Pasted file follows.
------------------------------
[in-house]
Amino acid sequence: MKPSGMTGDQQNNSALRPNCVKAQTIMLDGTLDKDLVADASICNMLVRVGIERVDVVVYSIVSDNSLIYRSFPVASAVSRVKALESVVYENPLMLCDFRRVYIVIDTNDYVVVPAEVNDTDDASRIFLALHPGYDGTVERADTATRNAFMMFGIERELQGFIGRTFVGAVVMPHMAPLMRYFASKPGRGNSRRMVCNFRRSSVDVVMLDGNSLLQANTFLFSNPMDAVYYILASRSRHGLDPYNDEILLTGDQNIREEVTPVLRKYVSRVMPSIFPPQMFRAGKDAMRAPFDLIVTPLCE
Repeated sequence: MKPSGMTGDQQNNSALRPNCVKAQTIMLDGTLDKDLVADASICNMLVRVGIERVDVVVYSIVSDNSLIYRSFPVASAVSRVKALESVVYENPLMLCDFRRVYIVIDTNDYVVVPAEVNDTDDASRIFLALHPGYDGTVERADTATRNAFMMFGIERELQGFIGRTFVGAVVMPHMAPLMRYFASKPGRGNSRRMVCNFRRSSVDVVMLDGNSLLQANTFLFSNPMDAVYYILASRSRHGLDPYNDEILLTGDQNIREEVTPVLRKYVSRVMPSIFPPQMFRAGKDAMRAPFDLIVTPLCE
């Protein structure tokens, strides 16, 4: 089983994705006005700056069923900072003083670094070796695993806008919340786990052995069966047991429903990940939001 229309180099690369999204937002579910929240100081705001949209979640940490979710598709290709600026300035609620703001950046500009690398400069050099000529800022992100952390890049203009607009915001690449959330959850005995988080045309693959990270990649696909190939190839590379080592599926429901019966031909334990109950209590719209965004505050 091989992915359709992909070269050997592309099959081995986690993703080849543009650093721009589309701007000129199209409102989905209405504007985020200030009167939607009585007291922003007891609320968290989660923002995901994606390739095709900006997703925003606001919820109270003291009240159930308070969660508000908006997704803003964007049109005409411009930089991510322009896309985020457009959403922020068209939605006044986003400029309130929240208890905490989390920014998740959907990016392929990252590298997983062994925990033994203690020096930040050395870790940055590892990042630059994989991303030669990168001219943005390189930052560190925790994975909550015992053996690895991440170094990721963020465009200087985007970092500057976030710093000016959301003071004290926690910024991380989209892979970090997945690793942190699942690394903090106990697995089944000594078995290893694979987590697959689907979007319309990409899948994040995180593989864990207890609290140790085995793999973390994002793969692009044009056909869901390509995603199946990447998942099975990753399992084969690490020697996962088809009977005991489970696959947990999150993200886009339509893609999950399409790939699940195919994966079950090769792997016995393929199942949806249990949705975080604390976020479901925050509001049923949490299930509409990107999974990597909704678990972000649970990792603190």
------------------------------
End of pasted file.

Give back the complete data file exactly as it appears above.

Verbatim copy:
[in-house]
Amino acid sequence: MKPSGMTGDQQNNSALRPNCVKAQTIMLDGTLDKDLVADASICNMLVRVGIERVDVVVYSIVSDNSLIYRSFPVASAVSRVKALESVVYENPLMLCDFRRVYIVIDTNDYVVVPAEVNDTDDASRIFLALHPGYDGTVERADTATRNAFMMFGIERELQGFIGRTFVGAVVMPHMAPLMRYFASKPGRGNSRRMVCNFRRSSVDVVMLDGNSLLQANTFLFSNPMDAVYYILASRSRHGLDPYNDEILLTGDQNIREEVTPVLRKYVSRVMPSIFPPQMFRAGKDAMRAPFDLIVTPLCE
Repeated sequence: MKPSGMTGDQQNNSALRPNCVKAQTIMLDGTLDKDLVADASICNMLVRVGIERVDVVVYSIVSDNSLIYRSFPVASAVSRVKALESVVYENPLMLCDFRRVYIVIDTNDYVVVPAEVNDTDDASRIFLALHPGYDGTVERADTATRNAFMMFGIERELQGFIGRTFVGAVVMPHMAPLMRYFASKPGRGNSRRMVCNFRRSSVDVVMLDGNSLLQANTFLFSNPMDAVYYILASRSRHGLDPYNDEILLTGDQNIREEVTPVLRKYVSRVMPSIFPPQMFRAGKDAMRAPFDLIVTPLCE
């Protein structure tokens, strides 16, 4: 089983994705006005700056069923900072003083670094070796695993806008919340786990052995069966047991429903990940939001 229309180099690369999204937002579910929240100081705001949209979640940490979710598709290709600026300035609620703001950046500009690398400069050099000529800022992100952390890049203009607009915001690449959330959850005995988080045309693959990270990649696909190939190839590379080592599926429901019966031909334990109950209590719209965004505050 091989992915359709992909070269050997592309099959081995986690993703080849543009650093721009589309701007000129199209409102989905209405504007985020200030009167939607009585007291922003007891609320968290989660923002995901994606390739095709900006997703925003606001919820109270003291009240159930308070969660508000908006997704803003964007049109005409411009930089991510322009896309985020457009959403922020068209939605006044986003400029309130929240208890905490989390920014998740959907990016392929990252590298997983062994925990033994203690020096930040050395870790940055590892990042630059994989991303030669990168001219943005390189930052560190925790994975909550015992053996690895991440170094990721963020465009200087985007970092500057976030710093000016959301003071004290926690910024991380989209892979970090997945690793942190699942690394903090106990697995089944000594078995290893694979987590697959689907979007319309990409899948994040995180593989864990207890609290140790085995793999973390994002793969692009044009056909869901390509995603199946990447998942099975990753399992084969690490020697996962088809009977005991489970696959947990999150993200886009339509893609999950399409790939699940195919994966079950090769792997016995393929199942949806249990949705975080604390976020479901925050509001049923949490299930509409990107999974990597909704678990972000649970990792603190």